Right now, the larger part of our contingent liability has to do with indigenous-type claims around the $25-billion mark. That said, there is also a disclosure note in relation to that. I would tell you that the exposure.... We have more and more of these cases, sadly, that we have to deal with. As we work our way through the process, we reach a point where, in accounting, we have to—
I sense the unease, because I get a sense that the actual liabilities are much more than $25 billion. I am noting here “a breach in legal obligations relating to reserve lands”. What would that actually entail? Would that entail trust funds? Would that entail lease agreements with band council reserves related to liabilities from the Crown to these communities?
Could I just wager? I'm looking at all outstanding claims in my community. Today we have “1492 Land Back Lane”, McKenzie Meadows, the 1784 Haldimand Tract agreement and six miles on either side of the Grand. We're not even getting into Wet'suwet'en territory and unceded territories, but I will put to you the question: Is it the case that all current claims in court would present as a potential future liability, or have you discounted that in your accounting plan?
No, exactly. What I was trying to get at is that, in the world of accrual accounting, we officially book in the statements a contingent liability when it reaches certain criteria. If there is a high likelihood, above 70%—and there is usually a legal analysis that's done—that we think we will have to settle or that we will lose, through litigation, and we are able to actually estimate an amount, and it's not frivolous, then we have to start booking that officially in our statements.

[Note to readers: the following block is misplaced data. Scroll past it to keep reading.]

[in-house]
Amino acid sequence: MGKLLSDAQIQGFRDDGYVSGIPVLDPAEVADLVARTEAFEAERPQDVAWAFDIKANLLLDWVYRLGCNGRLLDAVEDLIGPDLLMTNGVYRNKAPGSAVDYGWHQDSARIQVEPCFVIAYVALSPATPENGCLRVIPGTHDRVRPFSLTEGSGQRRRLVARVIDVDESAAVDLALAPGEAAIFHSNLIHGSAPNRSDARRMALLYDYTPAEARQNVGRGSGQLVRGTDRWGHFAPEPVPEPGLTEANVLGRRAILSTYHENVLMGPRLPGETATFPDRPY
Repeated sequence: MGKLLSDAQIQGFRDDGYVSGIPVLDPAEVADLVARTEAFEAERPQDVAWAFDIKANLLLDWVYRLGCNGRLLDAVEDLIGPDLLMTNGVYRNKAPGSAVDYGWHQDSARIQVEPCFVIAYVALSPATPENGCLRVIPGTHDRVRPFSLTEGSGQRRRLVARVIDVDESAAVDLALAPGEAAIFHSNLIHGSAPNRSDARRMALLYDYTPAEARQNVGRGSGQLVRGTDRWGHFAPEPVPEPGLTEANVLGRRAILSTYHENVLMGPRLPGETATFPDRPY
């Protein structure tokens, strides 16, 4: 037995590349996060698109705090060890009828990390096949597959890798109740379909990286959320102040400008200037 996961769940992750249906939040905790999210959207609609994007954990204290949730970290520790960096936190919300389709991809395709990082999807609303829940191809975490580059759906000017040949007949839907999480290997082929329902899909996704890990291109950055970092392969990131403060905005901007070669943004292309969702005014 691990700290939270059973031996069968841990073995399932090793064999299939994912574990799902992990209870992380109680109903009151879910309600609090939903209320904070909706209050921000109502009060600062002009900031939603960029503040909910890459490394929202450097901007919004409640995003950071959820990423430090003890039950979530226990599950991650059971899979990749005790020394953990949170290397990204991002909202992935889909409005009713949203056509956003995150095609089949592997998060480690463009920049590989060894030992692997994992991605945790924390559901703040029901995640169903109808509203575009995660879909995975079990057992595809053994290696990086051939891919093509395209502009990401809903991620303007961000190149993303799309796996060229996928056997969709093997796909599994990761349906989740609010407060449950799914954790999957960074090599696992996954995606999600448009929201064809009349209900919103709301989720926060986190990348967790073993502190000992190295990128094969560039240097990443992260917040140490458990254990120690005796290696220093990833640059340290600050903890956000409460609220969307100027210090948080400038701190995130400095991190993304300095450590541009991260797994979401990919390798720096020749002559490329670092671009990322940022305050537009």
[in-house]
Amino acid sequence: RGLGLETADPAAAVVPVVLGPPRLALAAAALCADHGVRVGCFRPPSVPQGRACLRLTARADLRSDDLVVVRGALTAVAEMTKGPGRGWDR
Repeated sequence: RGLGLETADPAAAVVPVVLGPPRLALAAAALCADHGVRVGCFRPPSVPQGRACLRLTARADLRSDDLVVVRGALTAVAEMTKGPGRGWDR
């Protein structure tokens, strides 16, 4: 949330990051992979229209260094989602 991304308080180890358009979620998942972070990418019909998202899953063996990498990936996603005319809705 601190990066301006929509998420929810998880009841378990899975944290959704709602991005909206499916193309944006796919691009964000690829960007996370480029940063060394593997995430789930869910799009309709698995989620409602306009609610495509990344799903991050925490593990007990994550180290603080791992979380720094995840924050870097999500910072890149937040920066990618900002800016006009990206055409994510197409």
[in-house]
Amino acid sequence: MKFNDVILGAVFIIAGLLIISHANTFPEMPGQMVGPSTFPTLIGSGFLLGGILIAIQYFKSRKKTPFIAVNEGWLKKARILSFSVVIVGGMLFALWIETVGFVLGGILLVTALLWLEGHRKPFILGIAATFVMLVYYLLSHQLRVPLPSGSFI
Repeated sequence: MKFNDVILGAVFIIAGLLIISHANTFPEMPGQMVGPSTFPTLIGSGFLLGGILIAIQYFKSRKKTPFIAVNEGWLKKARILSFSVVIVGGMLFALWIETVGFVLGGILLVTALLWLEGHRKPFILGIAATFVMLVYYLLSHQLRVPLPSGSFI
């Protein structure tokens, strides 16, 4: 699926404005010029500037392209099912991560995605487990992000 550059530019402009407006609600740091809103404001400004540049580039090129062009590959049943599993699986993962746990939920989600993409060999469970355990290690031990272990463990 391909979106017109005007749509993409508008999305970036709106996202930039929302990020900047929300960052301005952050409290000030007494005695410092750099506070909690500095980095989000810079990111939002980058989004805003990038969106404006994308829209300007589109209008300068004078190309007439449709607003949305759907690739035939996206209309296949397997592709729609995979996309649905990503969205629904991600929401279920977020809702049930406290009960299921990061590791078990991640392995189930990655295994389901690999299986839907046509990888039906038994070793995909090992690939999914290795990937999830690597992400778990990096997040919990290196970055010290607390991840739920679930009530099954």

That's why I'm saying that the exposure is obviously most likely larger than that, but as these cases work their way through the system, we may reach a point where we need to book some of these other cases also.
I heard the word “frivolous”. I am wondering, based on the actual contract laws—particularly if there is infrastructure going through a community, if there are moneys that have been put in trust through treaties, which are real, contractual agreements—what would be the order of magnitude of those calculations, even if it's not reflected in your accounting?
I don't have the.... In a lot of these cases, we're not at the point where we can actually estimate an amount that would be close to reality. Again, as I said, the books are audited, and we have to have justifications in order to assess and estimate an amount, so—
Yes, in cases where we actually have money put aside, where we have an estimate, where we have the knowledge and where we think that we will end up having to pay, these amounts would be reflected in the $25 billion or so that you see there, as I said.